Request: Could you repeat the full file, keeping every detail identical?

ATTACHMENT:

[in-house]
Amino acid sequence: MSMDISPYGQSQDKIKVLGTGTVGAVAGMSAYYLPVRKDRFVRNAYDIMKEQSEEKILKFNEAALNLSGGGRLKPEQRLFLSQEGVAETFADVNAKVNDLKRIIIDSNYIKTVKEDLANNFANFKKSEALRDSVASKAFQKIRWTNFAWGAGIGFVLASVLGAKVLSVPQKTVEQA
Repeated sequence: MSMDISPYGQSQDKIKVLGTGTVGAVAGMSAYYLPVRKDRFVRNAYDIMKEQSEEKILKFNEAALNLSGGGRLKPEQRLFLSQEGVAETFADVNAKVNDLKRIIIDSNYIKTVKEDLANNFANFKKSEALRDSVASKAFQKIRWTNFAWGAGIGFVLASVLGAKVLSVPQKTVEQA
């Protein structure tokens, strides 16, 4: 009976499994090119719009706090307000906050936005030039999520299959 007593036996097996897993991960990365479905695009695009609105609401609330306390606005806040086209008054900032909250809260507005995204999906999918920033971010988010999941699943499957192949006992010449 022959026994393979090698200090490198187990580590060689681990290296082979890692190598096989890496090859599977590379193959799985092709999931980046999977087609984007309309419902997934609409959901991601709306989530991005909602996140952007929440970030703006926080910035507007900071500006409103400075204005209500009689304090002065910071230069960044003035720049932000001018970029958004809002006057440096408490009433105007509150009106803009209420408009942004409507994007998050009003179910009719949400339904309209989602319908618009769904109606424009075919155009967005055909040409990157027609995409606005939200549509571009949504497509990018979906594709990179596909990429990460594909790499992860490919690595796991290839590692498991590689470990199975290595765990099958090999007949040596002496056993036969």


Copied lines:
[in-house]
Amino acid sequence: MSMDISPYGQSQDKIKVLGTGTVGAVAGMSAYYLPVRKDRFVRNAYDIMKEQSEEKILKFNEAALNLSGGGRLKPEQRLFLSQEGVAETFADVNAKVNDLKRIIIDSNYIKTVKEDLANNFANFKKSEALRDSVASKAFQKIRWTNFAWGAGIGFVLASVLGAKVLSVPQKTVEQA
Repeated sequence: MSMDISPYGQSQDKIKVLGTGTVGAVAGMSAYYLPVRKDRFVRNAYDIMKEQSEEKILKFNEAALNLSGGGRLKPEQRLFLSQEGVAETFADVNAKVNDLKRIIIDSNYIKTVKEDLANNFANFKKSEALRDSVASKAFQKIRWTNFAWGAGIGFVLASVLGAKVLSVPQKTVEQA
């Protein structure tokens, strides 16, 4: 009976499994090119719009706090307000906050936005030039999520299959 007593036996097996897993991960990365479905695009695009609105609401609330306390606005806040086209008054900032909250809260507005995204999906999918920033971010988010999941699943499957192949006992010449 022959026994393979090698200090490198187990580590060689681990290296082979890692190598096989890496090859599977590379193959799985092709999931980046999977087609984007309309419902997934609409959901991601709306989530991005909602996140952007929440970030703006926080910035507007900071500006409103400075204005209500009689304090002065910071230069960044003035720049932000001018970029958004809002006057440096408490009433105007509150009106803009209420408009942004409507994007998050009003179910009719949400339904309209989602319908618009769904109606424009075919155009967005055909040409990157027609995409606005939200549509571009949504497509990018979906594709990179596909990429990460594909790499992860490919690595796991290839590692498991590689470990199975290595765990099958090999007949040596002496056993036969």